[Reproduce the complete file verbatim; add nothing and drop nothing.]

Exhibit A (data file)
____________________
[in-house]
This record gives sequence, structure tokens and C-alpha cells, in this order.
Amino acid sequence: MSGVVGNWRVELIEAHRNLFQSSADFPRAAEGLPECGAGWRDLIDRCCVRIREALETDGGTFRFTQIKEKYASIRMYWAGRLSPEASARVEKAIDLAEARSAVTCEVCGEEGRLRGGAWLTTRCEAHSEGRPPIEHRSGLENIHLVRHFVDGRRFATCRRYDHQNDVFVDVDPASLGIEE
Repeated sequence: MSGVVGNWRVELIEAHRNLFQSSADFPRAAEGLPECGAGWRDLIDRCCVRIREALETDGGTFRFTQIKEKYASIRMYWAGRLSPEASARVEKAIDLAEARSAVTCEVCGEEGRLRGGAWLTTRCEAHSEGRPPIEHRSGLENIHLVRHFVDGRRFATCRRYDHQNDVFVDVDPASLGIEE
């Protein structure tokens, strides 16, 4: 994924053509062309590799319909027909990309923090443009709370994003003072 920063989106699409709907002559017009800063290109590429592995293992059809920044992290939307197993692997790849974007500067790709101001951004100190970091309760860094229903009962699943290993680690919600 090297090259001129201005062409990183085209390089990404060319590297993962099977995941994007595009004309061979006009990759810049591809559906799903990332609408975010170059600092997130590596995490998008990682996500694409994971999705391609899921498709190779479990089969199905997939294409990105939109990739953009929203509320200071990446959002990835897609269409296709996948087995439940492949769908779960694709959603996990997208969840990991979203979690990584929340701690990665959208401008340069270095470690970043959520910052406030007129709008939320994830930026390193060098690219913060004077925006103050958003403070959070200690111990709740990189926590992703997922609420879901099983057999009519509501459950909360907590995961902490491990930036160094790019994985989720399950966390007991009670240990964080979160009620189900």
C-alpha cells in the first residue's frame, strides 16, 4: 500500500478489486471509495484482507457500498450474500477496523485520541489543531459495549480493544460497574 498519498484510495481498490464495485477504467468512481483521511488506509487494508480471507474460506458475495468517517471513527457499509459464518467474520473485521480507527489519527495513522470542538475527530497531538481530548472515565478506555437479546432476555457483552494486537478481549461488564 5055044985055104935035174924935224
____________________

[in-house]
This record gives sequence, structure tokens and C-alpha cells, in this order.
Amino acid sequence: MSGVVGNWRVELIEAHRNLFQSSADFPRAAEGLPECGAGWRDLIDRCCVRIREALETDGGTFRFTQIKEKYASIRMYWAGRLSPEASARVEKAIDLAEARSAVTCEVCGEEGRLRGGAWLTTRCEAHSEGRPPIEHRSGLENIHLVRHFVDGRRFATCRRYDHQNDVFVDVDPASLGIEE
Repeated sequence: MSGVVGNWRVELIEAHRNLFQSSADFPRAAEGLPECGAGWRDLIDRCCVRIREALETDGGTFRFTQIKEKYASIRMYWAGRLSPEASARVEKAIDLAEARSAVTCEVCGEEGRLRGGAWLTTRCEAHSEGRPPIEHRSGLENIHLVRHFVDGRRFATCRRYDHQNDVFVDVDPASLGIEE
């Protein structure tokens, strides 16, 4: 994924053509062309590799319909027909990309923090443009709370994003003072 920063989106699409709907002559017009800063290109590429592995293992059809920044992290939307197993692997790849974007500067790709101001951004100190970091309760860094229903009962699943290993680690919600 090297090259001129201005062409990183085209390089990404060319590297993962099977995941994007595009004309061979006009990759810049591809559906799903990332609408975010170059600092997130590596995490998008990682996500694409994971999705391609899921498709190779479990089969199905997939294409990105939109990739953009929203509320200071990446959002990835897609269409296709996948087995439940492949769908779960694709959603996990997208969840990991979203979690990584929340701690990665959208401008340069270095470690970043959520910052406030007129709008939320994830930026390193060098690219913060004077925006103050958003403070959070200690111990709740990189926590992703997922609420879901099983057999009519509501459950909360907590995961902490491990930036160094790019994985989720399950966390007991009670240990964080979160009620189900």
C-alpha cells in the first residue's frame, strides 16, 4: 500500500478489486471509495484482507457500498450474500477496523485520541489543531459495549480493544460497574 498519498484510495481498490464495485477504467468512481483521511488506509487494508480471507474460506458475495468517517471513527457499509459464518467474520473485521480507527489519527495513522470542538475527530497531538481530548472515565478506555437479546432476555457483552494486537478481549461488564 5055044985055104935035174924935224